My research encompasses Ancient Jewish history from the Babylonian siege of Jerusalem in 586 BCE until the compilations of the Talmuds in the 5th and 6th centuries CE. My work is necessarily interdisciplinary and draws from a range of methodological perspectives, including postcolonial, feminist, and religious theory.
Rabbis and Donors: the Logics of Giving in the Ancient Mediterranean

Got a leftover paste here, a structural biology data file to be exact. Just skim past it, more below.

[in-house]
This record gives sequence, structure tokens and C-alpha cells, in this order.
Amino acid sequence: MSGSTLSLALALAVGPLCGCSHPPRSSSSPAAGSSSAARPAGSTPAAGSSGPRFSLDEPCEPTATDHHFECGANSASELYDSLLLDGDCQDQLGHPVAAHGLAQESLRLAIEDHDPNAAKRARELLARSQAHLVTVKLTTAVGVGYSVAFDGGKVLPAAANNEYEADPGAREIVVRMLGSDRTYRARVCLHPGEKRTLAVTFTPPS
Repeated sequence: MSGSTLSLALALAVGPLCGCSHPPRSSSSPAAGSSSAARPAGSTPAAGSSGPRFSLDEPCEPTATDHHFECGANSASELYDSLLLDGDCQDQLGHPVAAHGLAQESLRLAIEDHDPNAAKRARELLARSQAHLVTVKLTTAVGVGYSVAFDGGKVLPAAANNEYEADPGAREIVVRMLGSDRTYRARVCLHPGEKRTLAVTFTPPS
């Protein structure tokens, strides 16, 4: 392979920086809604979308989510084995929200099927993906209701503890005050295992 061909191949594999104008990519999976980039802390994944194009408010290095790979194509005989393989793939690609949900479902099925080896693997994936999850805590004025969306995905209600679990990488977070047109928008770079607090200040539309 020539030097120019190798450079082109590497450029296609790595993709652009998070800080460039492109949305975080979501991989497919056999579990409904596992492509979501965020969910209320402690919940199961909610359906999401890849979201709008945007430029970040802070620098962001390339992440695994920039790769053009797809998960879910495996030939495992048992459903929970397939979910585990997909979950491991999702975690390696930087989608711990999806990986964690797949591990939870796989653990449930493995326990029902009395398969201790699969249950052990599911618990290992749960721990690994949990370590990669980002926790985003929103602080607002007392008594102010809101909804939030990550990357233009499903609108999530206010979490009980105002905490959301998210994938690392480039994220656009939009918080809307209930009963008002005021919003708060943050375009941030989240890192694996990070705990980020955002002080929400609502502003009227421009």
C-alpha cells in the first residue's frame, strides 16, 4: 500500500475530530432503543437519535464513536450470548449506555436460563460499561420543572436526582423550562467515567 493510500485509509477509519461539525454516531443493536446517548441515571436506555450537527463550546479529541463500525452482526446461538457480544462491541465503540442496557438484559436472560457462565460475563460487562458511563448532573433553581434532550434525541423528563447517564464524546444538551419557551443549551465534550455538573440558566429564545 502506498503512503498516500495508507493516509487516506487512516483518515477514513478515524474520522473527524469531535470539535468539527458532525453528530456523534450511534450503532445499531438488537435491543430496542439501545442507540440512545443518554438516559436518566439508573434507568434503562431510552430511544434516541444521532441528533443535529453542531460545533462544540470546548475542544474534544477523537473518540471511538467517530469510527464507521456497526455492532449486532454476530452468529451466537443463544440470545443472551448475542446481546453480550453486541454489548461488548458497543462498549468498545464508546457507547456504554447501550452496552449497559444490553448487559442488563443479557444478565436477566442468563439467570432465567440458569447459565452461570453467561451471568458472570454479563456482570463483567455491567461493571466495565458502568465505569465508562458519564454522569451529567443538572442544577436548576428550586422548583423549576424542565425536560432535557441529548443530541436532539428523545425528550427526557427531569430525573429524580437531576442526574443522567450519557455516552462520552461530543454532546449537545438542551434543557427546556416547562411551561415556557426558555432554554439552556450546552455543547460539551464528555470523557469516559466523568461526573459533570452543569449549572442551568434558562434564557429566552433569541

This book project examines ancient gift practices, particularly among Jews and rabbis, in order to complicate the enduring view that “religious” giving, such as charity or tithing, is categorically separate from “secular” giving, such as commerce, barter, and reciprocal exchange. Using inscriptions and texts from the Ancient Mediterranean, my dissertation focuses on four kinds of donations: tithes, patronage, benefaction, and charity. I argue that not only did ancient Jews draw from an overlapping pool of cultural logics that blended these gift types, but rabbis used these logics to bolster the rabbinic project whilst competing with other social elites for influence. Within a landscape wrought with financial choice, donors were solicited using ideological rhetoric reflecting a profound interplay between religious, economic, and social concerns. I purposefully situate the rabbis’ solicitation of donations amongst the broader late antique competition for funds so as to demonstrate the variety of fundraising tactics at the disposal of elites in the Ancient Mediterranean.